Community Spotlight: Meet Cara & Mya
We recently sat down with an incredible mother, Cara, who has experienced the profound journey of caring for her young daughter Mya, with type 1 diabetes (T1D). Cara shares her diagnosis story, offers valuable insights into managing T1D day-to-day, and explains why she signed up for One Walk to fundraise for JDRF. Her hope for the future of T1D is nothing short of inspiring.
Tell us about your daughter’s diagnosis story:
Mya was just 3 years old when our T1D journey began. It all started with what seemed like endless trips to the bathroom. She couldn’t stop peeing, and her thirst was insatiable. Initially, I thought it might be a urinary tract infection. We visited our GP, who conducted blood tests. The results were due the next day.
That evening, as the clock neared 8 PM, my phone rang incessantly. The GP delivered shocking news; Mya’s blood glucose level was dangerously high at 31. She could be at the precipice of Diabetic Ketoacidosis (DKA), and it was likely diabetes. We were told to wake her immediately and rush her to the hospital, or they’d send an ambulance. Panic-stricken, we packed an overnight bag, praying it was a mistake.
In a whirlwind of emotions, we picked her up, still asleep, and raced to the emergency room. That was where the diagnosis was official; Mya had T1D. It was a heart-wrenching moment, especially for a child so young and innocent. I felt like crying, but I made a promise to myself to be strong for Mya, to ensure she lived her life to the fullest despite her condition. In those initial days, saying “no” to her favourite treats was heartbreaking, but it was vital for her health.
What has your experience of taking care of a child living with T1D been like?
It’s been a rollercoaster. We have good days, and we have bad days. It’s tough, especially with other siblings around. We’ve established strict routines in our home. We make sure everyone eats at the same time, and we prioritize healthy eating. We aim for Mya to grow up considering this as normal.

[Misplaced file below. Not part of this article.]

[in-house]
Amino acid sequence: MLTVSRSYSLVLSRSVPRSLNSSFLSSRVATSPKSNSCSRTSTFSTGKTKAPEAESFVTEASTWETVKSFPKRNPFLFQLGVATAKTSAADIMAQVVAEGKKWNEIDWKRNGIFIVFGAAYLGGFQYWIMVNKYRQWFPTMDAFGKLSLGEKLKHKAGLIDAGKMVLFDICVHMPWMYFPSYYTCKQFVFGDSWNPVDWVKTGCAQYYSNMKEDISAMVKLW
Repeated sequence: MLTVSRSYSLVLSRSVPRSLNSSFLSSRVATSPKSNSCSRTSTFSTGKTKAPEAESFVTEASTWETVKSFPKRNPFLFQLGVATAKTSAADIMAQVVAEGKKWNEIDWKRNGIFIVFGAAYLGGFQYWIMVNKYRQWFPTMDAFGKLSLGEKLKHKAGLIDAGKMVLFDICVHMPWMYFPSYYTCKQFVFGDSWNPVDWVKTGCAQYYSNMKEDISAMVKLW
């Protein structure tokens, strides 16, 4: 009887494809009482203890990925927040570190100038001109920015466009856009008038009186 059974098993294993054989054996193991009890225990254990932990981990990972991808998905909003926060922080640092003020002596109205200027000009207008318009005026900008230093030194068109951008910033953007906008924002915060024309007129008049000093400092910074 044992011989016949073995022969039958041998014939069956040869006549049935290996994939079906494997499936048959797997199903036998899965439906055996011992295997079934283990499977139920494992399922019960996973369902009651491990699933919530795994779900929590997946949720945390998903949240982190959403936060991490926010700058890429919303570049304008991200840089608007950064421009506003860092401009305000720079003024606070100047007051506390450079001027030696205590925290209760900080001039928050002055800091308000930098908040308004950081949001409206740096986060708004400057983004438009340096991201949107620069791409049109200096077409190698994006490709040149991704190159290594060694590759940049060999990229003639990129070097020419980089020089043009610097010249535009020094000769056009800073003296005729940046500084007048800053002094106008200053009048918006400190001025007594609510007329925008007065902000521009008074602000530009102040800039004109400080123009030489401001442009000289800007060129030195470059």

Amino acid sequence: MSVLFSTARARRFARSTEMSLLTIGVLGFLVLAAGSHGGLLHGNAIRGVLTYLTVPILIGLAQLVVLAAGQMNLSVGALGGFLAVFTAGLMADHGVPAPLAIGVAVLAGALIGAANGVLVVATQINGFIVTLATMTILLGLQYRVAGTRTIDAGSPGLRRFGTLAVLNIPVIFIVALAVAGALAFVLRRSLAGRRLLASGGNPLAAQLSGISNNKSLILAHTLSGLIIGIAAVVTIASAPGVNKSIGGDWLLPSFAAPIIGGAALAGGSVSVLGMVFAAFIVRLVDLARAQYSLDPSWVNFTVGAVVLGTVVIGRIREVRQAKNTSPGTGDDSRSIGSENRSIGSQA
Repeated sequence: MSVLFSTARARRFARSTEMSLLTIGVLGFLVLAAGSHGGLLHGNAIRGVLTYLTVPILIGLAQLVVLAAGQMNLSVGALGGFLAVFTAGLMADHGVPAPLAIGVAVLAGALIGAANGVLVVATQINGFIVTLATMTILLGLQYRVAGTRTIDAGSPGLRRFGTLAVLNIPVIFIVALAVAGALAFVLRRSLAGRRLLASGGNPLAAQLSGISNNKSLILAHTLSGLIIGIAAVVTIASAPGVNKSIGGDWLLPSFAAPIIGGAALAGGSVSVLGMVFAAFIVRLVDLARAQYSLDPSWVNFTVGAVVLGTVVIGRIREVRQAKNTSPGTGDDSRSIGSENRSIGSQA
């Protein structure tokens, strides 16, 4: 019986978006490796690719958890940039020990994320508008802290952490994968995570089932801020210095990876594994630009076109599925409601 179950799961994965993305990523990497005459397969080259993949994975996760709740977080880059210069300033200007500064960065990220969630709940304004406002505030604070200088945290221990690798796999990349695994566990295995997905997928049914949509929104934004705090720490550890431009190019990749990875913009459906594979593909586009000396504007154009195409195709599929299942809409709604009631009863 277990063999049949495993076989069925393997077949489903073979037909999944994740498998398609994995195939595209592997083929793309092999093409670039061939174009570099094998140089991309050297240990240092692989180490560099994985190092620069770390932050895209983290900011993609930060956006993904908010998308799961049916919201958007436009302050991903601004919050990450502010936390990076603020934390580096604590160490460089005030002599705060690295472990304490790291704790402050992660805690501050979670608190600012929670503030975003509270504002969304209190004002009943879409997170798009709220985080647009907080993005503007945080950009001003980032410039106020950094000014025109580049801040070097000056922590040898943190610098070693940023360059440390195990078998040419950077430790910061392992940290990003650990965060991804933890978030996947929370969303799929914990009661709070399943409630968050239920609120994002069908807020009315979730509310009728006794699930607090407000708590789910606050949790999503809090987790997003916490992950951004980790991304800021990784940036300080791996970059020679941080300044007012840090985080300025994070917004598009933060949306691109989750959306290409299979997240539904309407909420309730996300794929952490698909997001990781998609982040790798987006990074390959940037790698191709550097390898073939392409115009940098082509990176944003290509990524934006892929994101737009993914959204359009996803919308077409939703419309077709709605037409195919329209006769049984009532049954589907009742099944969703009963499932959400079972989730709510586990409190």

When we’re out with friends, we try to blend in as seamlessly as possible. We let Mya enjoy herself occasionally because she deserves it. We face questions from children and adults, but it’s now our new normal.
What advice would you give to other parents who are facing a similar situation, either in terms of coping with the diagnosis or managing the condition day-to-day?
I understand how hard this journey can be – the constant monitoring, the nightly wake-ups to check sugar levels, the worries about low blood sugar in the middle of the night, pricking their little fingers in the dark. I’m perpetually exhausted. When they’re sick, I wonder if it’s a hospital visit.
Becoming a nurse and dietitian overnight wasn’t what I signed up for, but we do it because we must, for our children. I want to send a heartfelt message to all parents dealing with T1D: We are warriors in our homes, and no one truly gets it unless they have a child with T1D. So much goes on behind the scenes, and I salute every one of us.
Why did you join JDRF One Walk?
I’ve always wanted to do something special for Mya. I wanted to inspire her to be proud of who she is, with T1D being just a part of her extraordinary story. No matter what, she knows I’ll always be there, cheering her on from the sidelines. I hope this journey through life will take her to incredible places.
What is your wish for the future for Type 1 diabetes?
First and foremost, my wish is for fewer children and people to receive this diagnosis. I hope for a cure, as miracles still happen every day, and hope should never be lost. My other dream is for all children with T1D to be comfortable and proud, knowing they are superstars and heroes. Together, we can support one another and make this journey brighter.
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